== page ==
EU PVSEC conference draws crowds despite crisis

The 28th European Photovoltaic Solar Energy Conference and Exhibition’s (EU PVSEC) scientific program, which began on Monday in Paris, remains impressive: the 1,600 keynotes, compared to 1,800 last year, and full lecture halls show that, despite the crisis, researchers still have access to financing. Organizers have so far declined to provide official figures for the exhibition but it appears that there will once again be fewer exhibitors than the previous year, which should not surprise industry watchers.

The scientific program, however, does not reflect the change in the market as dramatically as expected. There are still plenty of presentations on new cell technologies and advancements in production technologies. This raises the question whether there are producers in Europe that can implement the results with long-term financing. There are also newly introduced sessions on network integration, integration of battery storage systems and financing.

Claude Turmes, a Green member of the European Parliament from Luxembourg, reminded attendees at the opening of the conference that the next UN Conference on Climate Change will also take place in Paris in two year. The focus will be a new agreement, which Turmes said was the last opportunity to comply with the two-degree climate target. Scientists have set this goal because they expect that climate change with a warming of two degrees by the end of the century is just about manageable.

It is precisely why Turmes regretted that the French government had not sent a minister to the opening. On the contrary, President Francois Hollande almost prevented any reporting on the conference. On Monday the president took the most important industry journalists on a trip to the coast, where a project for ocean energy technologies was presented. "The French utility EDF should be happy," said Turmes, as this technology will only pose a danger to the conventional business model in 25 years.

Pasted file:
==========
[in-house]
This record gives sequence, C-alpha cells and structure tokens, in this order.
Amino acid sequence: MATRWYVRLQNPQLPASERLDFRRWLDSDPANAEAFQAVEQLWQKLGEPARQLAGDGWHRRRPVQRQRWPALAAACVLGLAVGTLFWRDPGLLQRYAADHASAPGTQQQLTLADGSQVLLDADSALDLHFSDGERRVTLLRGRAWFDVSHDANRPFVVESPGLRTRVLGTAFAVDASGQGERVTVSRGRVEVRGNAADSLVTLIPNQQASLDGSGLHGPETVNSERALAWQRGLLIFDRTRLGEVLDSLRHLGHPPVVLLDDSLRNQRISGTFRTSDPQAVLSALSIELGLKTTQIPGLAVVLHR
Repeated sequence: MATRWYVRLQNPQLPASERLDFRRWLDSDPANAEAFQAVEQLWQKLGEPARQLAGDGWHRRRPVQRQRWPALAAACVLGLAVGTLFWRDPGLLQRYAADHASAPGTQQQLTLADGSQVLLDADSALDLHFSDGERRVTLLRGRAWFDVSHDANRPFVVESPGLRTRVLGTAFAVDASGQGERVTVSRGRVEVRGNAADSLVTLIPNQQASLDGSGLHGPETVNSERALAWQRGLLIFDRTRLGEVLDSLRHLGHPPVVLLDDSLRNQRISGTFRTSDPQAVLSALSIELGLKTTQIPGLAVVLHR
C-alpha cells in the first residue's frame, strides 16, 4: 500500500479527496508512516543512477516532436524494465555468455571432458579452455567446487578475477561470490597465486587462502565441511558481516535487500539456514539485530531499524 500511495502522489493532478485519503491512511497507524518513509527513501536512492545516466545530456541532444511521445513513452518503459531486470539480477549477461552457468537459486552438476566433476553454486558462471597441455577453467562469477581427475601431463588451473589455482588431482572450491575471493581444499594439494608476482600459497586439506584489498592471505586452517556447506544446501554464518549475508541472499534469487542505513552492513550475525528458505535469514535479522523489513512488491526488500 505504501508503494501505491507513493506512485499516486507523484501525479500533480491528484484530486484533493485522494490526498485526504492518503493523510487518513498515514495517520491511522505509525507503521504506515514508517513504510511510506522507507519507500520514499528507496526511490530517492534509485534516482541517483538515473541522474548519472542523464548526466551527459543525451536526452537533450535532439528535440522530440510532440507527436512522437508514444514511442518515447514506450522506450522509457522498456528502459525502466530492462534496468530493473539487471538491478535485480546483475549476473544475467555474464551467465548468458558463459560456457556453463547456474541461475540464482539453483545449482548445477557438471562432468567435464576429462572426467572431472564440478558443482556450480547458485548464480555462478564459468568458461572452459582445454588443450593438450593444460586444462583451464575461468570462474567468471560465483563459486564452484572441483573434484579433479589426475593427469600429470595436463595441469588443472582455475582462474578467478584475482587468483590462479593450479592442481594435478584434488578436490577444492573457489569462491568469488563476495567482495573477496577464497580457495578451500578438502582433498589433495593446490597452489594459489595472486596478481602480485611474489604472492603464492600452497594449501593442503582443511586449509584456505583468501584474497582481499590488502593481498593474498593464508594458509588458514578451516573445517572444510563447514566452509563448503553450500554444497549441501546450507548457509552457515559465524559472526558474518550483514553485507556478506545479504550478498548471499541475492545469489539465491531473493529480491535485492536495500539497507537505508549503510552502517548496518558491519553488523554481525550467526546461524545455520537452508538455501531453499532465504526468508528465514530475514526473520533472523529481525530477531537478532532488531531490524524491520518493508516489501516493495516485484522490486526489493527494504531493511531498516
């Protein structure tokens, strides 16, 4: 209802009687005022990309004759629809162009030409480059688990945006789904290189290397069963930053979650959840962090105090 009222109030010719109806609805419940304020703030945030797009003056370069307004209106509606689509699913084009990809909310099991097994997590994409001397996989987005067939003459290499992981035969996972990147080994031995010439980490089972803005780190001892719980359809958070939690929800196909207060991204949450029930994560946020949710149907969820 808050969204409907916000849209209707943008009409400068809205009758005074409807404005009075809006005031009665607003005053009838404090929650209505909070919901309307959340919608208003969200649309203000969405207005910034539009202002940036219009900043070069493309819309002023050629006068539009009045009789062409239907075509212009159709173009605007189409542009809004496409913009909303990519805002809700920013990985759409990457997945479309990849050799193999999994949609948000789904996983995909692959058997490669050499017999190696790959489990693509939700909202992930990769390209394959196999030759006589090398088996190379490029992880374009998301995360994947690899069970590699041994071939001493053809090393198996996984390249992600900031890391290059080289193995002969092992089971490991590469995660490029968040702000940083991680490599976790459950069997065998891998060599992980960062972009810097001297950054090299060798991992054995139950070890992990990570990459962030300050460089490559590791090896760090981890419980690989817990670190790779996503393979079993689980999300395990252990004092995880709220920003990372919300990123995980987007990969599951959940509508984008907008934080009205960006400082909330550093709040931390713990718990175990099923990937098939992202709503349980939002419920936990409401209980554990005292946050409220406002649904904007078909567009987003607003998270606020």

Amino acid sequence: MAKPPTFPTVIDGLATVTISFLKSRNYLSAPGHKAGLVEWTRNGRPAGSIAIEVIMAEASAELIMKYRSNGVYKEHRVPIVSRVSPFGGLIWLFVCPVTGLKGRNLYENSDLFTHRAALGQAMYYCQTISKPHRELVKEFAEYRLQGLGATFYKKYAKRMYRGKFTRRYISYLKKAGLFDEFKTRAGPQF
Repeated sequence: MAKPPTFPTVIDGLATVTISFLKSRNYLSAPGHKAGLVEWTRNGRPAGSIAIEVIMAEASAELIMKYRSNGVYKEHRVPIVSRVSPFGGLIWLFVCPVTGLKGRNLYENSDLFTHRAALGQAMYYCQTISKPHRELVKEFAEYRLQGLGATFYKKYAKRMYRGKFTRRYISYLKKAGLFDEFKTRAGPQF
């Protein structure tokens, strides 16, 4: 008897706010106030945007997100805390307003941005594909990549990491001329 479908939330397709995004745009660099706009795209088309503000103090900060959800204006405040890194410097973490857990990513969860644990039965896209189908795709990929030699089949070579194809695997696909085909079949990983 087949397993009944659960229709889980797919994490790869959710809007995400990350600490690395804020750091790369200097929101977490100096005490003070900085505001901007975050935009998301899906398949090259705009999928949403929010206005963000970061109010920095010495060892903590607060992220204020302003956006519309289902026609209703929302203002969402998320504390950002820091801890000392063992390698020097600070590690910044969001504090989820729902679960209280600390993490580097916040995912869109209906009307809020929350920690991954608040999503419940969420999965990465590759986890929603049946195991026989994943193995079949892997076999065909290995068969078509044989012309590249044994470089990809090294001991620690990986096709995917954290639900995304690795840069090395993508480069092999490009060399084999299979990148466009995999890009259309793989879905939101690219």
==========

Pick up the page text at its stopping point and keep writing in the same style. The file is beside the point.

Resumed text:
It was a reminder to visitors that they should not look for enemies amongst themselves. Chinese, Korean, European and American investors and scientists are not enemies but rather have a common goal. The opponents are those, such as the coal industry, that slow down the development of solar energy.

Turmes also sees the reason for this — photovoltaic is becoming really competitive. "We know that because EDF is negotiating with the British government over a feed-in tariff for nuclear power," Turmes said. The negotiated prices will range between €0.115 and €0.12 per kilowatt hour. The same EDF opposes feed-in tariffs for renewables. "This shows that photovoltaics is successful," he said. Turmes is optimistic. Technological progress cannot be stopped – even the music industry could not prevent file sharing. "Therefore I’m optimistic."

The PV Status Report published by the European Research Center, however, clearly shows the causes of the current crisis: Production grew in 2012 by 10%, the level of investments decreased at the same time by 9%. At the opening panel, industry experts, as is often the case, disagreed on the importance of the entire industrial value chain existing in each region.

Becquerel Prize for PV concentrator technology

The opening day also saw the presentation of the European Commission’s Becquerel Prize. Gabriel Sala from the Institute for Solar Energy at the Polytechnic University of Madrid (UPM) received the award this year. The director of the Department of Electronic Physics Department won for his work in PV concentrator technology. Sala has developed lenses for concentrators, built concentrator prototypes and evaluated their performance. He has also developed methods for the characterization of CPV modules and CPV installations in the field and is credited with the transfer of technology to industry. Indeed, Sala is responsible for a solar cell project that led to the founding of Spanish module manufacturer Isofoton in 1981.

Translated by Edgar Meza